Acquisition Accounting

We completed the acquisition of numerous businesses and websites between 2011 and 2013. The acquisition method of accounting requires companies to assign values to assets and liabilities acquired based upon their fair values. In most instances, there is not a readily defined or listed market price for individual assets and liabilities acquired in connection with a business, including intangible assets. The determination of fair value for assets and liabilities in many instances requires a high degree of estimation. The valuation of intangibles assets, in particular, is very subjective. We generally use internal cash flow models. The use of different valuation techniques and assumptions can change the amounts and useful lives assigned to the assets and liabilities acquired, including goodwill and other intangible assets and related amortization expense. We applied ASC 805, Business Combinations to all business combinations.

Contingencies

As discussed in Note 11 to our consolidated financial statements, included elsewhere in this Annual Report, various legal proceedings are pending against us. We record provisions in the consolidated financial statements for pending litigation when we determine that an unfavorable outcome is probable and the amount of the loss can be reasonably estimated. Except as discussed in Note 11, at the present time, while it is reasonably possible that an unfavorable outcome in a case may occur, (i) management has concluded that it is not probable that a loss has been incurred; (ii) management is unable to estimate the possible loss or range of loss that could result from an unfavorable outcome; and (iii) accordingly, management has not provided any amounts in the consolidated financial statements for unfavorable outcomes, if any. Legal defense costs are expensed as incurred.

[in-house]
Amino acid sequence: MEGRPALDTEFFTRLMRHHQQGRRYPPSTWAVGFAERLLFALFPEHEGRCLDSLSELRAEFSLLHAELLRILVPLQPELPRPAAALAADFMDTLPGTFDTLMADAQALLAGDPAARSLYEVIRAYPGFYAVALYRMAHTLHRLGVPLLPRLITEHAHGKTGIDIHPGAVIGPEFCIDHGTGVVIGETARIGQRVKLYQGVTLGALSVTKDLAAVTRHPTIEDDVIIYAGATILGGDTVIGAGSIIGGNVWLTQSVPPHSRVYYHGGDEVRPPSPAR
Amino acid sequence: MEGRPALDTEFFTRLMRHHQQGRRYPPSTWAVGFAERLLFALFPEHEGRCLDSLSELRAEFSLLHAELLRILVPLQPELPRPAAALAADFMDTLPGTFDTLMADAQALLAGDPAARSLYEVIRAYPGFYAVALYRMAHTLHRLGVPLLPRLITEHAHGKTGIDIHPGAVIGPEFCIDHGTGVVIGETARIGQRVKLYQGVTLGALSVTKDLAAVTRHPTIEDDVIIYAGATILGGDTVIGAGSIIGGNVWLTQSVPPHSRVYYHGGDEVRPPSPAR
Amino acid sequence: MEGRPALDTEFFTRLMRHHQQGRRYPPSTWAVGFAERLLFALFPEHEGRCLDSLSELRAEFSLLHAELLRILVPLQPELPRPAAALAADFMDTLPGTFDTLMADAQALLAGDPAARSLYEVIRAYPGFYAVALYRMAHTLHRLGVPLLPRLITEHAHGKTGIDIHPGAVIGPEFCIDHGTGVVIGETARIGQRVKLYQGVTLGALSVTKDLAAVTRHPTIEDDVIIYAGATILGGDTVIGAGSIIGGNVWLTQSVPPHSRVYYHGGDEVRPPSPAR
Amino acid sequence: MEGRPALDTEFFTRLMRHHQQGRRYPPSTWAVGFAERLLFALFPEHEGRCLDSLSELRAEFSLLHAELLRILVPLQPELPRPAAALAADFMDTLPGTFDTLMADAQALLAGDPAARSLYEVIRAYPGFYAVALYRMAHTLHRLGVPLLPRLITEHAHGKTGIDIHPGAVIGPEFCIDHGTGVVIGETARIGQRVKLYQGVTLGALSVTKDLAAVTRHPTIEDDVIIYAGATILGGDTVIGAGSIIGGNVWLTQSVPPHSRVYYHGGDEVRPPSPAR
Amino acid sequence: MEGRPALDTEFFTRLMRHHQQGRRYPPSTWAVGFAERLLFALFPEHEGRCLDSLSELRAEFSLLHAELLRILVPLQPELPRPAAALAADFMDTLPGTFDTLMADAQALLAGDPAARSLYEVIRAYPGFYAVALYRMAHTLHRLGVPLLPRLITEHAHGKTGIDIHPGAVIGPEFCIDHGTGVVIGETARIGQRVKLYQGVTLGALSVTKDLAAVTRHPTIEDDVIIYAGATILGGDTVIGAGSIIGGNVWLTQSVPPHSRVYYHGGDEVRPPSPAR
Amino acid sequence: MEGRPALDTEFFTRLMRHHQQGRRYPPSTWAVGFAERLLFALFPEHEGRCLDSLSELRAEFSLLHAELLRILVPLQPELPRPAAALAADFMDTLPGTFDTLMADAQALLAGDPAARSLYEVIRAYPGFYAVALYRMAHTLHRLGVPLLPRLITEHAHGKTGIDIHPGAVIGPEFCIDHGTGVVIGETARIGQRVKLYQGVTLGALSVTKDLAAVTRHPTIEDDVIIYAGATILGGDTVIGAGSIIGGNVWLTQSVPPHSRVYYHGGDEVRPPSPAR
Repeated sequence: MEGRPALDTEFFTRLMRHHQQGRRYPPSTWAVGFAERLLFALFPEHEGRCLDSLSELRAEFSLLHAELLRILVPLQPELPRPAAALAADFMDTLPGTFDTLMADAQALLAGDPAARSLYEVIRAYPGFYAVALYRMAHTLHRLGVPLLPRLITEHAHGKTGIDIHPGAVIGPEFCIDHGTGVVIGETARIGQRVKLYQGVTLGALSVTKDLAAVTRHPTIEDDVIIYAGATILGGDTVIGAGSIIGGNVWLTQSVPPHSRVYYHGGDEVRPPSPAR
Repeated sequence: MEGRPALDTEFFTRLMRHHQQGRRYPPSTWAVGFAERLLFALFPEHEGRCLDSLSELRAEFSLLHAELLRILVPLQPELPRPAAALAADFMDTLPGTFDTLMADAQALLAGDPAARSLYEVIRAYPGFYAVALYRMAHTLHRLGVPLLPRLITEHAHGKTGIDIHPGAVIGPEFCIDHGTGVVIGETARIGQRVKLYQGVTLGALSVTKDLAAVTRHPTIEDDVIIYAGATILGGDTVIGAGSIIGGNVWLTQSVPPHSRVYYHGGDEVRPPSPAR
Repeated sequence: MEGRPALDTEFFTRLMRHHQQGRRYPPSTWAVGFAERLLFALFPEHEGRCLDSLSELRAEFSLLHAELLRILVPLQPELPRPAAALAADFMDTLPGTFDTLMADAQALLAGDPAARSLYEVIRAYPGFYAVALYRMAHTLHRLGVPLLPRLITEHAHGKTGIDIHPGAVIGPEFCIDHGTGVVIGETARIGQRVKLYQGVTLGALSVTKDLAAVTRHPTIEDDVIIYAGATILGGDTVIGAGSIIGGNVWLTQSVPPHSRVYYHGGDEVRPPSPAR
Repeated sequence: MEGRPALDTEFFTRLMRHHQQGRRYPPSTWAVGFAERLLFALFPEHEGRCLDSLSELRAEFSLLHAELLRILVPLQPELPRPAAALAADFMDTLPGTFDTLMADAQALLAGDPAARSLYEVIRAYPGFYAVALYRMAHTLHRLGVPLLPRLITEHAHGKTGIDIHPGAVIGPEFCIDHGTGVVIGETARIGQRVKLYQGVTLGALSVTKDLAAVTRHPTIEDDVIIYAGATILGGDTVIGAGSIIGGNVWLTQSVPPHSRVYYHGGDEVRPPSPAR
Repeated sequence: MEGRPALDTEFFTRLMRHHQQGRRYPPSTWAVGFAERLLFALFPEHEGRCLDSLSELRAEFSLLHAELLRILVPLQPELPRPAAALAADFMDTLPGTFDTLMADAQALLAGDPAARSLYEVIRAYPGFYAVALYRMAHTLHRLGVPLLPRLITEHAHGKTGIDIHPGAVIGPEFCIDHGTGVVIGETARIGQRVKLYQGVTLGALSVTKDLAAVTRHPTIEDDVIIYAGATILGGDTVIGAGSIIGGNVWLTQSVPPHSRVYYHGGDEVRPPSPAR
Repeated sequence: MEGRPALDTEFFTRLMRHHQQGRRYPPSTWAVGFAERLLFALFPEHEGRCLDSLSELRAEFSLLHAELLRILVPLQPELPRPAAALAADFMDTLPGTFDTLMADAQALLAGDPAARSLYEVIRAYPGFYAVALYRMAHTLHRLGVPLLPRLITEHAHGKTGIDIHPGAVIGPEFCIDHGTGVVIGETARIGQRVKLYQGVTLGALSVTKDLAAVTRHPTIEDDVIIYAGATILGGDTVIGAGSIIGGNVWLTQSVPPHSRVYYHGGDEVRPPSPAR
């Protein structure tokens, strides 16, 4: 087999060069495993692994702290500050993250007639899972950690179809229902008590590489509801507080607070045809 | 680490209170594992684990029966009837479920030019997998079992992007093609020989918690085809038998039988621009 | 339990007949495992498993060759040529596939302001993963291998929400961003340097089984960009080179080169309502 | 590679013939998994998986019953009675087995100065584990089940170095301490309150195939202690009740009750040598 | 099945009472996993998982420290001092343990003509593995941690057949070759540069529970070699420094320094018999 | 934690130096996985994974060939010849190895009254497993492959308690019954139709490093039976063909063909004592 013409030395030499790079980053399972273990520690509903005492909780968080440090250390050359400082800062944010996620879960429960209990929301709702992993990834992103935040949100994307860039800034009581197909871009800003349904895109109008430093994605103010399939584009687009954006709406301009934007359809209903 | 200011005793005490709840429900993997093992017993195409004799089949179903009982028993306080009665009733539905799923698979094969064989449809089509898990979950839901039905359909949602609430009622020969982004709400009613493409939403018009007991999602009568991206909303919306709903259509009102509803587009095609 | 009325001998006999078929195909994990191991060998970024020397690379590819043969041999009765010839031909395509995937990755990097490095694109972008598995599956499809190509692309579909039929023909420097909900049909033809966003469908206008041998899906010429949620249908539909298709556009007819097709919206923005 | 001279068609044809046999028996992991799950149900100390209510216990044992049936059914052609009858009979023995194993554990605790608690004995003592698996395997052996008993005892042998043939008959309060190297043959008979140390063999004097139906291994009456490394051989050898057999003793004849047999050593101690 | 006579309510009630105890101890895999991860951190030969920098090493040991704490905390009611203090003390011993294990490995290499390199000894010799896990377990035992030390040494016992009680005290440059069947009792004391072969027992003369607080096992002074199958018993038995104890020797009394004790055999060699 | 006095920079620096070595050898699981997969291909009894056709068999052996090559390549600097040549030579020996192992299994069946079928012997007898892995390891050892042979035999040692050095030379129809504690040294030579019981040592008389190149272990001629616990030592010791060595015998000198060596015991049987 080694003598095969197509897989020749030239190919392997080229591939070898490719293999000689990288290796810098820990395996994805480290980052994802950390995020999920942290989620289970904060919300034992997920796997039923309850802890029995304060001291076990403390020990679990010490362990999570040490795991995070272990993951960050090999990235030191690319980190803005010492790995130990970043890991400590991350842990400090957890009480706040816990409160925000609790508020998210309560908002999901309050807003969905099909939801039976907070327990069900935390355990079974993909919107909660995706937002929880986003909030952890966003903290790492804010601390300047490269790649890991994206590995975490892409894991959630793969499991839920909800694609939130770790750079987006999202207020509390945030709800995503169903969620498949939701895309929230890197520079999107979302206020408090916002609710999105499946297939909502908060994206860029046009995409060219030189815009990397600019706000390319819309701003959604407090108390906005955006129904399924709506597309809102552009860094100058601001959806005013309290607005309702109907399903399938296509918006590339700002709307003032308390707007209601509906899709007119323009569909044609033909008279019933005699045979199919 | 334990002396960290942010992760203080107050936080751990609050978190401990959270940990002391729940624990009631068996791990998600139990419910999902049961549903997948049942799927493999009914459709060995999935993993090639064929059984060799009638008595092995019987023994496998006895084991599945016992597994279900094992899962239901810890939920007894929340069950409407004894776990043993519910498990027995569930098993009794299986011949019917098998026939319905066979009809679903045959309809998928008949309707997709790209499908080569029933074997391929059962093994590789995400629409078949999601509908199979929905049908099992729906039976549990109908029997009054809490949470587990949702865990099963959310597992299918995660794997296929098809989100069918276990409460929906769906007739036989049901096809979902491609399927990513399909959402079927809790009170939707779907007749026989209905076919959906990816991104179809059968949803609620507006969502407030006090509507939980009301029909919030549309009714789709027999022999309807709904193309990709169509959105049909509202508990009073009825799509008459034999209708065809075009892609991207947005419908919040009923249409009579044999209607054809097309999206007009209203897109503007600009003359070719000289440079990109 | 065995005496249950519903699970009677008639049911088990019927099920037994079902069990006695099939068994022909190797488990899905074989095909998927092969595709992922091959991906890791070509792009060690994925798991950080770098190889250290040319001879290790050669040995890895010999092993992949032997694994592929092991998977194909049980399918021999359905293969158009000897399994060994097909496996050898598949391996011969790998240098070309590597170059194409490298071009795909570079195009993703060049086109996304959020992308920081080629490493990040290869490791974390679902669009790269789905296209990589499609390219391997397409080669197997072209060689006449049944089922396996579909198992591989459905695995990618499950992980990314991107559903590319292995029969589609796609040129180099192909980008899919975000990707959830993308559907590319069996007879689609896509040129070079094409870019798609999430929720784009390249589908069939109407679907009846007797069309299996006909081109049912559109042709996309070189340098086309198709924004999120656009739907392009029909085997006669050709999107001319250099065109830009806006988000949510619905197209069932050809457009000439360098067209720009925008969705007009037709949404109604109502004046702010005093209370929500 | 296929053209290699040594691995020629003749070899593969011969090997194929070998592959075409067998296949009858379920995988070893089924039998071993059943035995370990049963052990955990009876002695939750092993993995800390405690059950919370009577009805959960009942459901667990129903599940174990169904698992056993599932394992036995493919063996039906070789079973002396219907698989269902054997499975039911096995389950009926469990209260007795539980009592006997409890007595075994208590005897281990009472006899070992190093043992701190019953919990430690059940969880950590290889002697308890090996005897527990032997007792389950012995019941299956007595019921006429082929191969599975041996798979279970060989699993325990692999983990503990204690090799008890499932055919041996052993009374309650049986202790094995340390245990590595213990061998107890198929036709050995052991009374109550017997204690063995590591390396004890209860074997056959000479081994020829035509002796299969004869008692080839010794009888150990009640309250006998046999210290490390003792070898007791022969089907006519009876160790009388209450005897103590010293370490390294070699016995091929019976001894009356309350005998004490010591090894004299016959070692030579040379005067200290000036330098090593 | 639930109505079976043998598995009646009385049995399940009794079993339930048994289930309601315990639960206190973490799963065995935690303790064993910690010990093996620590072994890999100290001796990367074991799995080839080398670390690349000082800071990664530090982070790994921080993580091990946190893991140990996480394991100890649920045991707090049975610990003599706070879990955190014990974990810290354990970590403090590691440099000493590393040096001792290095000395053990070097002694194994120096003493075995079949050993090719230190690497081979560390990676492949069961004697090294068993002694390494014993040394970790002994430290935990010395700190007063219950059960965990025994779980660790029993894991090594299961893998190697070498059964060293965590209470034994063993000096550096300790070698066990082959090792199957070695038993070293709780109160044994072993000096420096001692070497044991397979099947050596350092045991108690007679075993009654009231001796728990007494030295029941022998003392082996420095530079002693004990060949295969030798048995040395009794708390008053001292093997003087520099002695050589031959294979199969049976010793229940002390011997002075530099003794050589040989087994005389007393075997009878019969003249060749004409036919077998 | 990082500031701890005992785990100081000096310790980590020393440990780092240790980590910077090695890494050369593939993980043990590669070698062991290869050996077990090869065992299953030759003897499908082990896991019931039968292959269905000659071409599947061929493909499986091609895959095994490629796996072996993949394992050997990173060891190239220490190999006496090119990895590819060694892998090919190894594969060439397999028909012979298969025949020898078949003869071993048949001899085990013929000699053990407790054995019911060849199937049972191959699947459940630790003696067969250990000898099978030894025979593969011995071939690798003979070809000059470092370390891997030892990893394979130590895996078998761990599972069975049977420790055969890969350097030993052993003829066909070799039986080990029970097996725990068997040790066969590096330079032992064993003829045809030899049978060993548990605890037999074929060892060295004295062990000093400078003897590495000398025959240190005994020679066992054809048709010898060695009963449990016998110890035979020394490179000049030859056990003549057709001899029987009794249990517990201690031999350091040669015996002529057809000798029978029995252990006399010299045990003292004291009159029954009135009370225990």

Revenue Recognition

Online advertising is the sale of advertising, sponsorships, hyperlinks, and lead generation within our online network through our owned and operated sites, such as Bankrate.com, CreditCards.com, Interest.com, CreditCardGuide.com, . . .